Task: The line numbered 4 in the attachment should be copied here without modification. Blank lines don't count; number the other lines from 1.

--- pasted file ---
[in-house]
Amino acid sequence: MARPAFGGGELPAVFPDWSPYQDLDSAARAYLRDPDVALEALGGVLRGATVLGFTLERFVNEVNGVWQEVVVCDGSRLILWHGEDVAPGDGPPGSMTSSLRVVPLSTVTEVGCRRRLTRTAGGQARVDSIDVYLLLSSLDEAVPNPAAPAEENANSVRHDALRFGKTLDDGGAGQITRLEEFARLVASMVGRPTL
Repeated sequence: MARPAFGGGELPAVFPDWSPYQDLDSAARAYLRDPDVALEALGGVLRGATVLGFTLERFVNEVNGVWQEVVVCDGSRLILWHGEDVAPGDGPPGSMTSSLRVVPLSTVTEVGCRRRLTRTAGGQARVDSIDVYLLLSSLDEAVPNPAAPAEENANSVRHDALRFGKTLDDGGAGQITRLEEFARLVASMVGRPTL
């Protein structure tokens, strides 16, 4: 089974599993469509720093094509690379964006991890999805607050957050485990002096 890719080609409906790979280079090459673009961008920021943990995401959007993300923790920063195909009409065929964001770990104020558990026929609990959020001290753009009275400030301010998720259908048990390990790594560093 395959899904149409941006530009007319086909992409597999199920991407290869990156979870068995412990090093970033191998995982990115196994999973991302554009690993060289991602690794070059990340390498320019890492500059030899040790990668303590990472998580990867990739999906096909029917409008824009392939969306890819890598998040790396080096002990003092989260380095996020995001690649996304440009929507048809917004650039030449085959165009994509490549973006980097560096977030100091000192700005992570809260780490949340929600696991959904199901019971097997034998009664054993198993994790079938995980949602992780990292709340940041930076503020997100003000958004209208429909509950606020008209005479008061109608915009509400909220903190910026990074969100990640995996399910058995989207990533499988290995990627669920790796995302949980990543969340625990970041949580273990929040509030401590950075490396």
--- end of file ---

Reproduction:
């Protein structure tokens, strides 16, 4: 089974599993469509720093094509690379964006991890999805607050957050485990002096 890719080609409906790979280079090459673009961008920021943990995401959007993300923790920063195909009409065929964001770990104020558990026929609990959020001290753009009275400030301010998720259908048990390990790594560093 395959899904149409941006530009007319086909992409597999199920991407290869990156979870068995412990090093970033191998995982990115196994999973991302554009690993060289991602690794070059990340390498320019890492500059030899040790990668303590990472998580990867990739999906096909029917409008824009392939969306890819890598998040790396080096002990003092989260380095996020995001690649996304440009929507048809917004650039030449085959165009994509490549973006980097560096977030100091000192700005992570809260780490949340929600696991959904199901019971097997034998009664054993198993994790079938995980949602992780990292709340940041930076503020997100003000958004209208429909509950606020008209005479008061109608915009509400909220903190910026990074969100990640995996399910058995989207990533499988290995990627669920790796995302949980990543969340625990970041949580273990929040509030401590950075490396």